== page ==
Egg producers need more sustainability guidance to measure and track their carbon footprint on their own farm.
David Nickell, vice-president business solutions at DSM Animal Nutrition and Health, said the worldwide drive for sustainable animal protein demanded a much more accurate measurement and improvement. Feed plays a major role – 50-80% of the animal protein footprint is linked to feed.
Consumers can significantly contribute to reducing carbon emissions through their food choices. Up to 30% of a household’s carbon footprint is related to food and the same percentage are willing to pay for sustainable foods. Photo: Bert Jansen
Mr Nickell said the change was being driven by the value chain – sustainability-conscious consumers were putting pressure on food brands and retailers; investors wanted to mitigate risks and put pressure on food brands and regulators were setting new boundaries within which farms could operate.
Tangible change was happening, he said, but it required credible measurement. Some was already taking place: EU Common Agricultural Policy farm subsidy payments are linked to environmental Key Performance Indicators (KPI’s), investor networks (Coller FAIRR initiative) were focusing on ESG risks. Rabo Carbon Bank serve major players who want to address their CO2 emissions and retailers are now experimenting with consumer-focused sustainability food labelling.
Consumers can significantly contribute to reducing carbon emissions through their food choices. Up to 30% of a household’s carbon footprint is related to food and the same percentage are willing to pay for sustainable foods.
Speaking to International Egg Commission delegates, Mr Nickell added that a recent survey by the Carbon Trust showed that ⅔ of consumers supported carbon labelling of foods, while 64% were more likely to think positively about a brand that could demonstrate it had lowered the carbon footprint of its products. Research has also shown a 5% reduction in the carbon footprint of a person’s diet when they have nutritional information.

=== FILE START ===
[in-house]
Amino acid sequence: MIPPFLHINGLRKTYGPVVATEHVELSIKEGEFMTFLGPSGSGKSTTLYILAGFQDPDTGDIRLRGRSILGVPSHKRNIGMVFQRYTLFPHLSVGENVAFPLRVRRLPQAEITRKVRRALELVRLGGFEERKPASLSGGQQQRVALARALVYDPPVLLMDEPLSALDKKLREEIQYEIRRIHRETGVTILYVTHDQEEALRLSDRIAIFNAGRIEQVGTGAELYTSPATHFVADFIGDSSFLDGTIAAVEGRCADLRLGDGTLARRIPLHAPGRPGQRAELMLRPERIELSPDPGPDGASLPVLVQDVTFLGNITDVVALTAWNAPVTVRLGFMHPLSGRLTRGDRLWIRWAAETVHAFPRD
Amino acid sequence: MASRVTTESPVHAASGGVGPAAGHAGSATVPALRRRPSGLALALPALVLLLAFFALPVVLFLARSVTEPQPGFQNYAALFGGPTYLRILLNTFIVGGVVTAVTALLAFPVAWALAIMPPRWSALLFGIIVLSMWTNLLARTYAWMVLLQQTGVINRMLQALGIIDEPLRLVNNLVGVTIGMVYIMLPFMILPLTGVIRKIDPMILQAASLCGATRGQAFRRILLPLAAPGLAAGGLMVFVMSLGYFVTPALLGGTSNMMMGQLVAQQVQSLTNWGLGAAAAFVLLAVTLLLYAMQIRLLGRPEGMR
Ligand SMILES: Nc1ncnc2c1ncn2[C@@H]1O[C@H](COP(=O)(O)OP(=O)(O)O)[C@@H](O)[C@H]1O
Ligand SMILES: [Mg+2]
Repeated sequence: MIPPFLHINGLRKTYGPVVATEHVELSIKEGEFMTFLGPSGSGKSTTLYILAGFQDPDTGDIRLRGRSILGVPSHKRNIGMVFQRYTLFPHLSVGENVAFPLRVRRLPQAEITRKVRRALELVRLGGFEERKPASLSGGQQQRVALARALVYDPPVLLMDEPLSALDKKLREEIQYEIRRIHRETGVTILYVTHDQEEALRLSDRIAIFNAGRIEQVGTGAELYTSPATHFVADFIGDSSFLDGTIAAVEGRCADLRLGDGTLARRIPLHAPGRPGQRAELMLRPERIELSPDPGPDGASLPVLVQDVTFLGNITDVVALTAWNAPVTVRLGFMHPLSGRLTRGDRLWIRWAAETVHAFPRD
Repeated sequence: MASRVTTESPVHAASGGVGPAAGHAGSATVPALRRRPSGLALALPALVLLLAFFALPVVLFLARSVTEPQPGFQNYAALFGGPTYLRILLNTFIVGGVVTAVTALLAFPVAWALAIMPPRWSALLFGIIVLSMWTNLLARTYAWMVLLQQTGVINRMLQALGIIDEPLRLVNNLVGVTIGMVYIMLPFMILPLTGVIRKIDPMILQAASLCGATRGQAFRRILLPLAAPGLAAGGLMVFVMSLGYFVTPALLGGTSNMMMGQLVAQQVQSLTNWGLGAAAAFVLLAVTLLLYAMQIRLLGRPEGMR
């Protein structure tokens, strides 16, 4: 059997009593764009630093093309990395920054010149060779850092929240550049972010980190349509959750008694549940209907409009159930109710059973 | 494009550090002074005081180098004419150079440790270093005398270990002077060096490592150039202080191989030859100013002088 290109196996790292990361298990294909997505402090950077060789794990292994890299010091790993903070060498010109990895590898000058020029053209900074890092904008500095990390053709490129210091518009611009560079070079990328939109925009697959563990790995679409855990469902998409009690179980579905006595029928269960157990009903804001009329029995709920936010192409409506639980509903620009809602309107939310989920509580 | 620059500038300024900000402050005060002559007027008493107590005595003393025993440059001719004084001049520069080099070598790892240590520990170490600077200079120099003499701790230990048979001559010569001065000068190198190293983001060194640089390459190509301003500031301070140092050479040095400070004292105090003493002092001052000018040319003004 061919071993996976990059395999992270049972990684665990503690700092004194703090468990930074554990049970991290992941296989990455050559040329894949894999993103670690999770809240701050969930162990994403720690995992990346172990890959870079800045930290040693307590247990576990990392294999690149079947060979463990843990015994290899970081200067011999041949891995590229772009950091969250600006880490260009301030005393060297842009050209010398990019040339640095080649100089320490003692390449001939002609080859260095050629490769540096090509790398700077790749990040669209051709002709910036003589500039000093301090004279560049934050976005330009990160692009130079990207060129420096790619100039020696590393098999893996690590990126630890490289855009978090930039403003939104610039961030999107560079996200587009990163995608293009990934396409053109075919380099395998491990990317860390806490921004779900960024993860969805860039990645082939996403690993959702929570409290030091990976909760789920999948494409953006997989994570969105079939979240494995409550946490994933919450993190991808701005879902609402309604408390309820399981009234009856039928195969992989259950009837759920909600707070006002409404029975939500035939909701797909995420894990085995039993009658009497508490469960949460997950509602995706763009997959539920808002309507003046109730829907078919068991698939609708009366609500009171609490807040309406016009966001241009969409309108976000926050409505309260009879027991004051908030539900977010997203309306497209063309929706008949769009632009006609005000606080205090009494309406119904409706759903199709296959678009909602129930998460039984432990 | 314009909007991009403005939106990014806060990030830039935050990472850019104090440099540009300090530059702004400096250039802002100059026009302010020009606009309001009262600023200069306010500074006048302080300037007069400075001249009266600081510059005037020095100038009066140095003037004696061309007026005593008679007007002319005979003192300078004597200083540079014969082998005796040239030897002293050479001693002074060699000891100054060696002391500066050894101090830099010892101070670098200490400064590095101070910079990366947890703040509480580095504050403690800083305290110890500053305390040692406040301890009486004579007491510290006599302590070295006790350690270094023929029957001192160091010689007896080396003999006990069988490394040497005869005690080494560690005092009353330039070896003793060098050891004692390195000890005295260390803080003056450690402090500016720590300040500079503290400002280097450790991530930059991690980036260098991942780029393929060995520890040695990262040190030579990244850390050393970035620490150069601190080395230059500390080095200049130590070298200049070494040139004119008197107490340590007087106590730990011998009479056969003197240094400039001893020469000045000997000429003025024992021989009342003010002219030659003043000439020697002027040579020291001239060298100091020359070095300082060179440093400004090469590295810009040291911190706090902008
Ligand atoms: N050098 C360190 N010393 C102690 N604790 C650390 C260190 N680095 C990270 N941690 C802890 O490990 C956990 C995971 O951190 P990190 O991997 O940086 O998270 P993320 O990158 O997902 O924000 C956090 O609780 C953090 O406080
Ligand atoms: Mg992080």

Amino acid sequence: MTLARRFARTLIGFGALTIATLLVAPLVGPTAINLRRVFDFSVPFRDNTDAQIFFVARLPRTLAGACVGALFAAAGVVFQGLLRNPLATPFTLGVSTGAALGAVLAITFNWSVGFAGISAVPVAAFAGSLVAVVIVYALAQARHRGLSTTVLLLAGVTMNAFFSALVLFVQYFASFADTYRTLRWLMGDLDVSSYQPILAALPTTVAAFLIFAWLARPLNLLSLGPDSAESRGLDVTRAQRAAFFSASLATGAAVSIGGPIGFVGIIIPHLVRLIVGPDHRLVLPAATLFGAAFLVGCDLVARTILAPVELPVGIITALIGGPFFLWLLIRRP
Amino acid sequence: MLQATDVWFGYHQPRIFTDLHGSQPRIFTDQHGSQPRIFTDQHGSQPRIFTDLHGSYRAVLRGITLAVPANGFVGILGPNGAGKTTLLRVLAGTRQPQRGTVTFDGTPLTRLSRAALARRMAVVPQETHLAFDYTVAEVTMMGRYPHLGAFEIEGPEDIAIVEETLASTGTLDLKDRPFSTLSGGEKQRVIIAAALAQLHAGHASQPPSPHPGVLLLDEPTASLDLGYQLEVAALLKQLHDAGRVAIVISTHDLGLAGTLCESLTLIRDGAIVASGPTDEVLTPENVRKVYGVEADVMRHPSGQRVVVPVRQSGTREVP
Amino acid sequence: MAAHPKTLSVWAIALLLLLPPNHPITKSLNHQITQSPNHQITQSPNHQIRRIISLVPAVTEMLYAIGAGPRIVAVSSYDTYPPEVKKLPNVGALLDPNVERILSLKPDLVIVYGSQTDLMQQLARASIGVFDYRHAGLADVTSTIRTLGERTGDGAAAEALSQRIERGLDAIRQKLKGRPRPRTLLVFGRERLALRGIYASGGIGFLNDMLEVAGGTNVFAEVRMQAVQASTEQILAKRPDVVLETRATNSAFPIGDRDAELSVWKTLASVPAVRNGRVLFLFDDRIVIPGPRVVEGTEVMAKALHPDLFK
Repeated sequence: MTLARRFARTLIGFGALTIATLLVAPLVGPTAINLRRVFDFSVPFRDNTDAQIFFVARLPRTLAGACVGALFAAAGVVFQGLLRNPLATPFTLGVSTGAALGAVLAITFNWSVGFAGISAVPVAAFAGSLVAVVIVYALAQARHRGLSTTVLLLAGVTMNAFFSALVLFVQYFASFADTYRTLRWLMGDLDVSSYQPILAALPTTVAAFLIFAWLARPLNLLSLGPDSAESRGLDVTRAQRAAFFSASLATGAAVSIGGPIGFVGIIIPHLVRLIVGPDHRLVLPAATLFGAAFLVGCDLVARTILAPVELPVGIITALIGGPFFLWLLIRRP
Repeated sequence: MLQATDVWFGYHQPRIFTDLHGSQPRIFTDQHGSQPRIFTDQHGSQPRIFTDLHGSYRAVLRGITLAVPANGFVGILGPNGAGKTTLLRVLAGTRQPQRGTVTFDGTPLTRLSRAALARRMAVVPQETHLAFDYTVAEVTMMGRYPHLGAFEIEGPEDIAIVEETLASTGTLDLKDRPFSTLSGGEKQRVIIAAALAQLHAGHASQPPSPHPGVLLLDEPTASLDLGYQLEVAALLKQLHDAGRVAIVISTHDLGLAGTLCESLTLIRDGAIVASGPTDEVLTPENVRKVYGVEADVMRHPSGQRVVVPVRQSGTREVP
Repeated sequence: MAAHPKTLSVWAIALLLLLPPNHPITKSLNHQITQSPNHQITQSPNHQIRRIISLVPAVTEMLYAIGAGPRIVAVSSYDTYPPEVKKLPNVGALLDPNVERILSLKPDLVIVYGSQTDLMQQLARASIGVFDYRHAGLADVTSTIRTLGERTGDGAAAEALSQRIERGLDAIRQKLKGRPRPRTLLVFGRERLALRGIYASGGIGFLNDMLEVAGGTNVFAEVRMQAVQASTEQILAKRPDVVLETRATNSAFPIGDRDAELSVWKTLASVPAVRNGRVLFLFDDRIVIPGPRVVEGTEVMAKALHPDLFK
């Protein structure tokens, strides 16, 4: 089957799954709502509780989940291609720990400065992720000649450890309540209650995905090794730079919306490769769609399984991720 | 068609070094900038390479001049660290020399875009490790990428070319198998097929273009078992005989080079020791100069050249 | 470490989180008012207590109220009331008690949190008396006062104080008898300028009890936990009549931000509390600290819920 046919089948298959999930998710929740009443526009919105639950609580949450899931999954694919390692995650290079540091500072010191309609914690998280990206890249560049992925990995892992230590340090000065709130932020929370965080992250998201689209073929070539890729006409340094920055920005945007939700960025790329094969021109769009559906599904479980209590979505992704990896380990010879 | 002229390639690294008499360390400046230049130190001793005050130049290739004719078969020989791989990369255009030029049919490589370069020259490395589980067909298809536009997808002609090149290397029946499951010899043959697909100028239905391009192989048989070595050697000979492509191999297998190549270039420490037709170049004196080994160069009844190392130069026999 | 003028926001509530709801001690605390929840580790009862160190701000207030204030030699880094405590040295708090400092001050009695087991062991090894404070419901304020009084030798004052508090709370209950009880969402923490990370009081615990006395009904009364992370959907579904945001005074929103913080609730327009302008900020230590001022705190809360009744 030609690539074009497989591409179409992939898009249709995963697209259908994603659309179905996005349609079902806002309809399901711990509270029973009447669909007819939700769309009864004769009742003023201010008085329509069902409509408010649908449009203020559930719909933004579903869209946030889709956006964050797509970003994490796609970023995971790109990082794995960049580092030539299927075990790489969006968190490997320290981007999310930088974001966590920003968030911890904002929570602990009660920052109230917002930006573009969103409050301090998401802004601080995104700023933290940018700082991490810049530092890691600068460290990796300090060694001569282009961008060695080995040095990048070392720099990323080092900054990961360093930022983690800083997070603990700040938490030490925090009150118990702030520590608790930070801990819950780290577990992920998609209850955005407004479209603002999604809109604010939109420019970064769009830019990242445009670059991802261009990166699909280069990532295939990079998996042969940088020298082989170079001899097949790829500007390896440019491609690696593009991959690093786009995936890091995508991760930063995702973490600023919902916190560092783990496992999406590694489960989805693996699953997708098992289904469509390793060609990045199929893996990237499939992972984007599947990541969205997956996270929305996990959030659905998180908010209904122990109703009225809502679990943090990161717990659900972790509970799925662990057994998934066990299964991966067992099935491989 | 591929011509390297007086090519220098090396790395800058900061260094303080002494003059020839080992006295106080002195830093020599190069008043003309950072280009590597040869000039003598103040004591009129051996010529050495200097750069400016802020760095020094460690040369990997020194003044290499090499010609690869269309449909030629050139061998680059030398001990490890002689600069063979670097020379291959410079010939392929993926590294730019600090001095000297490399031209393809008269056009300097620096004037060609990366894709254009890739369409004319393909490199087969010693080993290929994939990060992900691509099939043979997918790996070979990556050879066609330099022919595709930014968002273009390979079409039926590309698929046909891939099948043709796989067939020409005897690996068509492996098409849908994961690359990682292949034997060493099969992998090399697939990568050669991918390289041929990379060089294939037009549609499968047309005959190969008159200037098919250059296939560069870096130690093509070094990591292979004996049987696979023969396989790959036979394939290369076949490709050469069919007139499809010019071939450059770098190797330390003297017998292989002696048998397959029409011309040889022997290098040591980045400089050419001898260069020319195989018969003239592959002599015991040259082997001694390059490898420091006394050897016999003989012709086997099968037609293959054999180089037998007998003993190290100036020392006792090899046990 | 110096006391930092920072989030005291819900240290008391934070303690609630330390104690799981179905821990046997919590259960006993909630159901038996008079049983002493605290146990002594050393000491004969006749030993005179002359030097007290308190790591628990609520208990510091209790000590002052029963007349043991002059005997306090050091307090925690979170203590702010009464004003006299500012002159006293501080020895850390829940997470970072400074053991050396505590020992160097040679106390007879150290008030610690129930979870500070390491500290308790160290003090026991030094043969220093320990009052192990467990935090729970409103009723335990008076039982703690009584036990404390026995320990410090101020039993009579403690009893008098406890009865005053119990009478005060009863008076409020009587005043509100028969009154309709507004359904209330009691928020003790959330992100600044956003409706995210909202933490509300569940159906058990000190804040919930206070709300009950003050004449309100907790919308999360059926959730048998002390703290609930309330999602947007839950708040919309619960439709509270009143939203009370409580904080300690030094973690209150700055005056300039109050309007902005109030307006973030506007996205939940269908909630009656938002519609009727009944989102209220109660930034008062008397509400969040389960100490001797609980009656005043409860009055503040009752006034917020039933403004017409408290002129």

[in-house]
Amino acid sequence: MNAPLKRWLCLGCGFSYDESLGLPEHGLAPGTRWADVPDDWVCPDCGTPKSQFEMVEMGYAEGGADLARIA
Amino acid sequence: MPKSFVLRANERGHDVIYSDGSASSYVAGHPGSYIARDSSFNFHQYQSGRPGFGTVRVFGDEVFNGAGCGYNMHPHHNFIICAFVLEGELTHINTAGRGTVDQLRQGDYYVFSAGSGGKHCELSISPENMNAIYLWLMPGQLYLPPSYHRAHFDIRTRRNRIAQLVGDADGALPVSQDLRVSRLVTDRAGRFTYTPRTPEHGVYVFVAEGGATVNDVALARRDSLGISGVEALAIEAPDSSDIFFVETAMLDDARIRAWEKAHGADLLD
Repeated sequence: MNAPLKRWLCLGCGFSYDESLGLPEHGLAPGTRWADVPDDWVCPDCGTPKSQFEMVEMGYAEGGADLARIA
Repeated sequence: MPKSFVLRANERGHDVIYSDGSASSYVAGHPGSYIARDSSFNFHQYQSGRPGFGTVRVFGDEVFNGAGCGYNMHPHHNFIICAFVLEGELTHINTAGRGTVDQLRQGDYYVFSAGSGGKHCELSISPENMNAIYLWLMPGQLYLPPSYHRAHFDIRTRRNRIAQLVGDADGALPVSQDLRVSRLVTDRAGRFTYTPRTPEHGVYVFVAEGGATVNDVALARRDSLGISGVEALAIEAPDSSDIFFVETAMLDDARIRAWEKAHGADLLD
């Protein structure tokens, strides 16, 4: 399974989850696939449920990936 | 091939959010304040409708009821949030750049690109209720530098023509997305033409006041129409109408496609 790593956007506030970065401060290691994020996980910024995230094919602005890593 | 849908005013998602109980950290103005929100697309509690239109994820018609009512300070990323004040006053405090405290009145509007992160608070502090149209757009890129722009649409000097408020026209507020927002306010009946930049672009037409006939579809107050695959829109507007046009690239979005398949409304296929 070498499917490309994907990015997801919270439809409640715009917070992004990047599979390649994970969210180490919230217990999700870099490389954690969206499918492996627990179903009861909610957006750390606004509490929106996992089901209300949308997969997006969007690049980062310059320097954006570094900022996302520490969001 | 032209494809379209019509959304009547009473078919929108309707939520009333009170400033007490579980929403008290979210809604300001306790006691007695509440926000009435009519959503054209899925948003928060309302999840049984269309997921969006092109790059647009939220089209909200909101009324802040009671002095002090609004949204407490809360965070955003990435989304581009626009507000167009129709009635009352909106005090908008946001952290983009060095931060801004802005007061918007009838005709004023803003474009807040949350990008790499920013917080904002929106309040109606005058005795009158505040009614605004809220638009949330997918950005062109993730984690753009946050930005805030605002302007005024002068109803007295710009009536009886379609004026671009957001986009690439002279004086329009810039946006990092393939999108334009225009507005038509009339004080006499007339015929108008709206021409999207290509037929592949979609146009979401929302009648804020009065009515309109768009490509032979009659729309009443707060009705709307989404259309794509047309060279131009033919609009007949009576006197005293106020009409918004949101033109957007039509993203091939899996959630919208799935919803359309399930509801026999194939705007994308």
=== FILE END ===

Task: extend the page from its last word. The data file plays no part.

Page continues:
So, the value chain is now experimenting with footprint labelling and tracking. The Eco-Score involves front of pack labelling to communicate environmental footprint of food to help consumers managing their carbon footprint. This is being tested by major retailers such as Lidl and Colruyt. Coop Denmark provides its customer with an app on their phone that tracks the carbon footprint of their food choices. And there are detailed product footprints (kg CO2/kg) now on food packs.
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Societal pressures have made a difference in the broiler sector. The “no antibiotics ever” value share of the US market now represents 37% of US poultry market – the fastest growing sector in the US – with a 33% rise in value growth over the last 3 years. It is meeting consumer demand and is now firmly established in the US broiler market.
Both eggs and poultry meat have a comparatively low carbon footprint per 100g of protein, but Mr Nickell said it was more than just carbon emissions: “Full footprint disclosure is needed to keep ahead of regulators, consumers, and investor expectations. Accurate measurement and reporting of full environmental footprint is key versus being judged on global averages. Take ownership of your own footprint,” he urged.
Vincent Guyonnet, managing director FFI Consulting, spoke about some of the mitigation strategies available to egg farmers, citing that 80% of total emissions were at the layer stage, 17.5% at the pullet period and just 1.7% were linked to breeders. So, it was important to focus on layers, looking at feed composition and origin of feed, feed conversion ratio, flock management, mortality, manure management, and housing systems.
Mr Guyonnet said direct efficiency improvements such as type of ingredients and composition of feeds, quality of feed and use of specific ingredients could be controlled by egg producers, while emissions at crop production level (machinery, transportation and fertiliser) were sometimes out of the farmers’ control.
He also touched upon the importance of mortality on the egg carbon footprint, citing a UK study in 2016 which showed that free range flocks with a mortality of 25% had a CO2 equivalent of nearly 4.5/kg eggs while flocks with no mortality had ⅓ lower CO2 equivalent.
Manure management is fully under the control of the egg farmers, and the goal, he said, is to reduce microbial anaerobic fermentation processes before land application. Farmers should look a manure composition (pH, moisture, undigested organic matters, N content) as well as storage (temperature, length of storage, and timing of application on land).
The impact of dry versus wet management systems can be seen whether in cage or aviary systems with higher levels of CO2 equivalent/kg eggs consistently found in wet systems:
Cage System (Dry) – 1.66 CO2 equivalent/kg eggs
Cage System (Wet) – 3.35 CO2 equivalent/kg eggs
Aviary system (Dry) – 1.7 CO2 equivalent/kg eggs
Aviary system (Wet) – 3.49 CO2 equivalent/kg eggs